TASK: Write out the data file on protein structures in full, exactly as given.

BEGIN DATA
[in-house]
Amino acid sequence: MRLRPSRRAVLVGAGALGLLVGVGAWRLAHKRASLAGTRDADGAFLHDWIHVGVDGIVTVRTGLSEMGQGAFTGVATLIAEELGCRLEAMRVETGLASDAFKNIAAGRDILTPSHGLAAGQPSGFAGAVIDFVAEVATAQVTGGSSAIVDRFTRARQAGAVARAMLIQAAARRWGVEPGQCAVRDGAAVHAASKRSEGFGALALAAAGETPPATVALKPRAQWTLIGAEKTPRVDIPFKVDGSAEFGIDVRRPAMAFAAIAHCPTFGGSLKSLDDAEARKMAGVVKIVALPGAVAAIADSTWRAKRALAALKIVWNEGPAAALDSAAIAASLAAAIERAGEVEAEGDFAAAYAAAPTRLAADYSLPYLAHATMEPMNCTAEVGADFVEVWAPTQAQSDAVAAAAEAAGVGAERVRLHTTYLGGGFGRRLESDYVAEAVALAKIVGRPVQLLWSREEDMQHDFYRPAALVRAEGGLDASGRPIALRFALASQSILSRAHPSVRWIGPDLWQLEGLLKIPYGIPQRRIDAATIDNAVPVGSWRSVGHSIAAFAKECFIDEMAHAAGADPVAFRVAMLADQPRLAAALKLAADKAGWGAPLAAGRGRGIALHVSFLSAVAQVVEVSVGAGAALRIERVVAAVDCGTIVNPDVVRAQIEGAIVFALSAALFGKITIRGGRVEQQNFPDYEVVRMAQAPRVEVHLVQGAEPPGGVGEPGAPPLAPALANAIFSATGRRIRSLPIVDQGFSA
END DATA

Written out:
[in-house]
Amino acid sequence: MRLRPSRRAVLVGAGALGLLVGVGAWRLAHKRASLAGTRDADGAFLHDWIHVGVDGIVTVRTGLSEMGQGAFTGVATLIAEELGCRLEAMRVETGLASDAFKNIAAGRDILTPSHGLAAGQPSGFAGAVIDFVAEVATAQVTGGSSAIVDRFTRARQAGAVARAMLIQAAARRWGVEPGQCAVRDGAAVHAASKRSEGFGALALAAAGETPPATVALKPRAQWTLIGAEKTPRVDIPFKVDGSAEFGIDVRRPAMAFAAIAHCPTFGGSLKSLDDAEARKMAGVVKIVALPGAVAAIADSTWRAKRALAALKIVWNEGPAAALDSAAIAASLAAAIERAGEVEAEGDFAAAYAAAPTRLAADYSLPYLAHATMEPMNCTAEVGADFVEVWAPTQAQSDAVAAAAEAAGVGAERVRLHTTYLGGGFGRRLESDYVAEAVALAKIVGRPVQLLWSREEDMQHDFYRPAALVRAEGGLDASGRPIALRFALASQSILSRAHPSVRWIGPDLWQLEGLLKIPYGIPQRRIDAATIDNAVPVGSWRSVGHSIAAFAKECFIDEMAHAAGADPVAFRVAMLADQPRLAAALKLAADKAGWGAPLAAGRGRGIALHVSFLSAVAQVVEVSVGAGAALRIERVVAAVDCGTIVNPDVVRAQIEGAIVFALSAALFGKITIRGGRVEQQNFPDYEVVRMAQAPRVEVHLVQGAEPPGGVGEPGAPPLAPALANAIFSATGRRIRSLPIVDQGFSA